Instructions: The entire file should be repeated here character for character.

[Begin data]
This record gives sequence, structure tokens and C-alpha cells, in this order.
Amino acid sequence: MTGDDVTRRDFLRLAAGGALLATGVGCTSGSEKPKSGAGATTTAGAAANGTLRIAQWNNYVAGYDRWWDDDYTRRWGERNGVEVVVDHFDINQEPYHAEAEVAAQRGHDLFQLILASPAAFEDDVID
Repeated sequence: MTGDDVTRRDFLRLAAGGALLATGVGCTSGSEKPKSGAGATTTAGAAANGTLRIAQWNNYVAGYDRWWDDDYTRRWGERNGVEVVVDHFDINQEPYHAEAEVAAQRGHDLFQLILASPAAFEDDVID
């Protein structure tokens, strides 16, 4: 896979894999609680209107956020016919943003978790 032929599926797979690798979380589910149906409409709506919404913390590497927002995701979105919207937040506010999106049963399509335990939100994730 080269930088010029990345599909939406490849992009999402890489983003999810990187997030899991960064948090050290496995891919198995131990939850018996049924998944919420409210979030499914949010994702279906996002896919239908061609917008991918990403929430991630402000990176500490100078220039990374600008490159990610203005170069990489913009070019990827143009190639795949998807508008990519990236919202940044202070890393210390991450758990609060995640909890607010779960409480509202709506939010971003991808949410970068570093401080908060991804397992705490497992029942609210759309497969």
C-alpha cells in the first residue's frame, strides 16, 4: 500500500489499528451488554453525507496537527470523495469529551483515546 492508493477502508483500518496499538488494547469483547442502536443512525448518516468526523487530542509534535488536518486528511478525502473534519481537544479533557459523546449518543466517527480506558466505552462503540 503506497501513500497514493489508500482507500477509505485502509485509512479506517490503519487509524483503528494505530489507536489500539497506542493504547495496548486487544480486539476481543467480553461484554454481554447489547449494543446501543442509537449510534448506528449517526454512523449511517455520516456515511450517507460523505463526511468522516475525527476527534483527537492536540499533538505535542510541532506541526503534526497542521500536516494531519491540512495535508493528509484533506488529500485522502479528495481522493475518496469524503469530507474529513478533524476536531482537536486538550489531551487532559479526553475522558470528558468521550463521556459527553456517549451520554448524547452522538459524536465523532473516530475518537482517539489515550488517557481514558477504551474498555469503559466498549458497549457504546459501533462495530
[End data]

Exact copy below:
This record gives sequence, structure tokens and C-alpha cells, in this order.
Amino acid sequence: MTGDDVTRRDFLRLAAGGALLATGVGCTSGSEKPKSGAGATTTAGAAANGTLRIAQWNNYVAGYDRWWDDDYTRRWGERNGVEVVVDHFDINQEPYHAEAEVAAQRGHDLFQLILASPAAFEDDVID
Repeated sequence: MTGDDVTRRDFLRLAAGGALLATGVGCTSGSEKPKSGAGATTTAGAAANGTLRIAQWNNYVAGYDRWWDDDYTRRWGERNGVEVVVDHFDINQEPYHAEAEVAAQRGHDLFQLILASPAAFEDDVID
């Protein structure tokens, strides 16, 4: 896979894999609680209107956020016919943003978790 032929599926797979690798979380589910149906409409709506919404913390590497927002995701979105919207937040506010999106049963399509335990939100994730 080269930088010029990345599909939406490849992009999402890489983003999810990187997030899991960064948090050290496995891919198995131990939850018996049924998944919420409210979030499914949010994702279906996002896919239908061609917008991918990403929430991630402000990176500490100078220039990374600008490159990610203005170069990489913009070019990827143009190639795949998807508008990519990236919202940044202070890393210390991450758990609060995640909890607010779960409480509202709506939010971003991808949410970068570093401080908060991804397992705490497992029942609210759309497969």
C-alpha cells in the first residue's frame, strides 16, 4: 500500500489499528451488554453525507496537527470523495469529551483515546 492508493477502508483500518496499538488494547469483547442502536443512525448518516468526523487530542509534535488536518486528511478525502473534519481537544479533557459523546449518543466517527480506558466505552462503540 503506497501513500497514493489508500482507500477509505485502509485509512479506517490503519487509524483503528494505530489507536489500539497506542493504547495496548486487544480486539476481543467480553461484554454481554447489547449494543446501543442509537449510534448506528449517526454512523449511517455520516456515511450517507460523505463526511468522516475525527476527534483527537492536540499533538505535542510541532506541526503534526497542521500536516494531519491540512495535508493528509484533506488529500485522502479528495481522493475518496469524503469530507474529513478533524476536531482537536486538550489531551487532559479526553475522558470528558468521550463521556459527553456517549451520554448524547452522538459524536465523532473516530475518537482517539489515550488517557481514558477504551474498555469503559466498549458497549457504546459501533462495530